ATTENDANCE is picking up and the All-Star Game drew lots of positive response. Are baseball's troubles over?
One look at the major league attendance figures at the season's traditional mid-point indicates that the game's troubles are far deeper than simply anger over the extended players' strike.
The good news, locally, is that the fans' ire at baseball has waned in Baltimore. Crowds at Camden Yards are large enough that the Orioles now lead the American League in average home attendance -- 41,344. Toronto is second, more than 2,000 back.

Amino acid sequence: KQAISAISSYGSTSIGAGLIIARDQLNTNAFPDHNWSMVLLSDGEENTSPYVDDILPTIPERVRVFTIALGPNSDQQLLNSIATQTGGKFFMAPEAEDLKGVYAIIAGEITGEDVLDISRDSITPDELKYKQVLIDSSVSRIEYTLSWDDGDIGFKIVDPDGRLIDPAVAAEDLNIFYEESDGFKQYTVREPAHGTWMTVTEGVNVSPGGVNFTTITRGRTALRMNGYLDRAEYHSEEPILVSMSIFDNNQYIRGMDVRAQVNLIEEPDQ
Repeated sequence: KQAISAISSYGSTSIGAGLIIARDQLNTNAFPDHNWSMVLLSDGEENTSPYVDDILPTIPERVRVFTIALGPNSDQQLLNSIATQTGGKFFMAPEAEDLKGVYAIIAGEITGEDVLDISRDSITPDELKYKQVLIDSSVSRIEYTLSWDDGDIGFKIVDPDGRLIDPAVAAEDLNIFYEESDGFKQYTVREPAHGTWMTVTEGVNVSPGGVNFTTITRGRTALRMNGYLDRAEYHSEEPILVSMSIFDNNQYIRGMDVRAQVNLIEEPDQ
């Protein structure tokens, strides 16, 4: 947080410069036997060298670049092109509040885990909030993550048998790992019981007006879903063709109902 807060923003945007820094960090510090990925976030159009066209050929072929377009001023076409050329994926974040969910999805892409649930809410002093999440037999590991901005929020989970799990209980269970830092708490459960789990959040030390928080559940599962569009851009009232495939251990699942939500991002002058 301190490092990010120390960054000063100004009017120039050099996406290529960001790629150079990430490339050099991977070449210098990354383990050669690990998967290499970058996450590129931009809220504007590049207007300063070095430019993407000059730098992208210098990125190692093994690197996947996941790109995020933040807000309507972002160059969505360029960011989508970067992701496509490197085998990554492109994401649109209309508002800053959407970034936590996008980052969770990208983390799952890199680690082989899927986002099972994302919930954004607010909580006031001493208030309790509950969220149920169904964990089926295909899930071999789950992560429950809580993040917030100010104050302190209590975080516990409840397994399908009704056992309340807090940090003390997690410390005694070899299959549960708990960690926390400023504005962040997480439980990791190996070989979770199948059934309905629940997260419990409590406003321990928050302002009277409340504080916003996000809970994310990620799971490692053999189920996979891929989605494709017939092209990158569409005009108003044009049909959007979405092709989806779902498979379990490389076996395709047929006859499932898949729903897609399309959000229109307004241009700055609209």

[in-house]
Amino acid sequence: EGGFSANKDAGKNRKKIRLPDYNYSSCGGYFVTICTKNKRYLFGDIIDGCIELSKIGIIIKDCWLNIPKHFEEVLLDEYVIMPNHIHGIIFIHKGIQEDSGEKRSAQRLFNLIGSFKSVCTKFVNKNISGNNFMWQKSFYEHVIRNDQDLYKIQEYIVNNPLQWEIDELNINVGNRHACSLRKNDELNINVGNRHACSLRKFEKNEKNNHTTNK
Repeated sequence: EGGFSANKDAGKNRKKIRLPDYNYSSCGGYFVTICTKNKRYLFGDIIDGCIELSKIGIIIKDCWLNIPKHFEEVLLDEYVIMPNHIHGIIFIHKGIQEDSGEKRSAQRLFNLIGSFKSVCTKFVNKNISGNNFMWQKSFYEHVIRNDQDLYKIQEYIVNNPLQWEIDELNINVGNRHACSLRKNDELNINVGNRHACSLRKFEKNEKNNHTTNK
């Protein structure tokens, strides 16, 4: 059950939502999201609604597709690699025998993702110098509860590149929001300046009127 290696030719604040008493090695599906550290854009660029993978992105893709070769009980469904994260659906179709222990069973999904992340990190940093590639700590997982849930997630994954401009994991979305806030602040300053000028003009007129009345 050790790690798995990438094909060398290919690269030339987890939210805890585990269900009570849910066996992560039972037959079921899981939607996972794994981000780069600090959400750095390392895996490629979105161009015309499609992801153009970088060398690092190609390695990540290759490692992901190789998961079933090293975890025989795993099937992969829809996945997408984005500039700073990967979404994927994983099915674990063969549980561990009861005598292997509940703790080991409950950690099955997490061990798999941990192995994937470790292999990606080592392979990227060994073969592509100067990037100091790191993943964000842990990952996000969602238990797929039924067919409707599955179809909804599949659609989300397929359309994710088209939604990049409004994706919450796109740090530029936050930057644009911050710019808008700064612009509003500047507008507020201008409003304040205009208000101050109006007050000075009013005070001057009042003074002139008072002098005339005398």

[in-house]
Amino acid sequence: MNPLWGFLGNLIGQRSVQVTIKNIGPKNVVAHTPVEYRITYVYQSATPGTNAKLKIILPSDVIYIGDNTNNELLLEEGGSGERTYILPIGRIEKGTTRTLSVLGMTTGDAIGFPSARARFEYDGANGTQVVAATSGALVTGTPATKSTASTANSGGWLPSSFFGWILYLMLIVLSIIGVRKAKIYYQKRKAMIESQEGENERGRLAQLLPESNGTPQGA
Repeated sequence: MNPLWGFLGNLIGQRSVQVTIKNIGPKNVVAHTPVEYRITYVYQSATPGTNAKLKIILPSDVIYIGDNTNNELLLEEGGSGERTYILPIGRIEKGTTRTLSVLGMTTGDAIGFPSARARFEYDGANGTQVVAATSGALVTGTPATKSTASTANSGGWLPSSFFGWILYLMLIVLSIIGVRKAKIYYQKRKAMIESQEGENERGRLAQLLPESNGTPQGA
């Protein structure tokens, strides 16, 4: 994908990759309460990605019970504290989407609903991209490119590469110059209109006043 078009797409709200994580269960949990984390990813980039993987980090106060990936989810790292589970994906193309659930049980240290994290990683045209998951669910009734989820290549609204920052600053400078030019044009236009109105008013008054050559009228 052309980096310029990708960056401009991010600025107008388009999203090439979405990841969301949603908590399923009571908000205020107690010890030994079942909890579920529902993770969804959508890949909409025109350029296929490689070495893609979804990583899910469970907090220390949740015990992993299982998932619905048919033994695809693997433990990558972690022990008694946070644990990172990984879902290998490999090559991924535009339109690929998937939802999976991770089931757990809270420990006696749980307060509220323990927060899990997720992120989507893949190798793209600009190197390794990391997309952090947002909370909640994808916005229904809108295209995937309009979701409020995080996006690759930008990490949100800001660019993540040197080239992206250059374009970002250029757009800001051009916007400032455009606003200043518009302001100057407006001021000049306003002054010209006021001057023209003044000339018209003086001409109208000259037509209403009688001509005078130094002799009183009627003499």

But look at the other cities: Chicago, 24,000; New York (Yankees), 21,000; Anaheim, 20,000; Kansas City and Seattle, 18,000; Detroit and Oakland, 17,000; Minneapolis, 15,000, and poor Milwaukee, 13,000 a game.
National League laggards (Denver leads the majors with 46,000 a game) include Houston and New York (Mets), 19,000; San Francisco, 16,000, and Pittsburgh and San Diego, 13,000.
These are numbers that were common a quarter-century ago. Remember the old days at Memorial Stadium, when 20,000 was a good crowd, 30,000 was a big crowd and 15,000 was the norm? That's the way it is today in many cities. Yet the stratospheric players' salaries and other inflationary big-league expenses have to be paid. How can some of these cities continue to support a big-league baseball team? The economics of the situation doesn't seem to compute.